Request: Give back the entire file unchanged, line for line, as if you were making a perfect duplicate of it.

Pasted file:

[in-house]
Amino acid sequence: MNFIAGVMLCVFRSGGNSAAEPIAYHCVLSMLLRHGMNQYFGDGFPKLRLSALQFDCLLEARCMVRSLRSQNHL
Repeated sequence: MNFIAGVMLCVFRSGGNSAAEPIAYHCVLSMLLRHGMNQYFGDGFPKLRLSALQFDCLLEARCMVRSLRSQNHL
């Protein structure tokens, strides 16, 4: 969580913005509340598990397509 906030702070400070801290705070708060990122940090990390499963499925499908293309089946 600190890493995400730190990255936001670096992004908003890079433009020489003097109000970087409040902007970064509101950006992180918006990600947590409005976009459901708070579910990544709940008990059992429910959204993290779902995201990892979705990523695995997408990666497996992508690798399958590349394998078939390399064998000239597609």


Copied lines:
[in-house]
Amino acid sequence: MNFIAGVMLCVFRSGGNSAAEPIAYHCVLSMLLRHGMNQYFGDGFPKLRLSALQFDCLLEARCMVRSLRSQNHL
Repeated sequence: MNFIAGVMLCVFRSGGNSAAEPIAYHCVLSMLLRHGMNQYFGDGFPKLRLSALQFDCLLEARCMVRSLRSQNHL
């Protein structure tokens, strides 16, 4: 969580913005509340598990397509 906030702070400070801290705070708060990122940090990390499963499925499908293309089946 600190890493995400730190990255936001670096992004908003890079433009020489003097109000970087409040902007970064509101950006992180918006990600947590409005976009459901708070579910990544709940008990059992429910959204993290779902995201990892979705990523695995997408990666497996992508690798399958590349394998078939390399064998000239597609």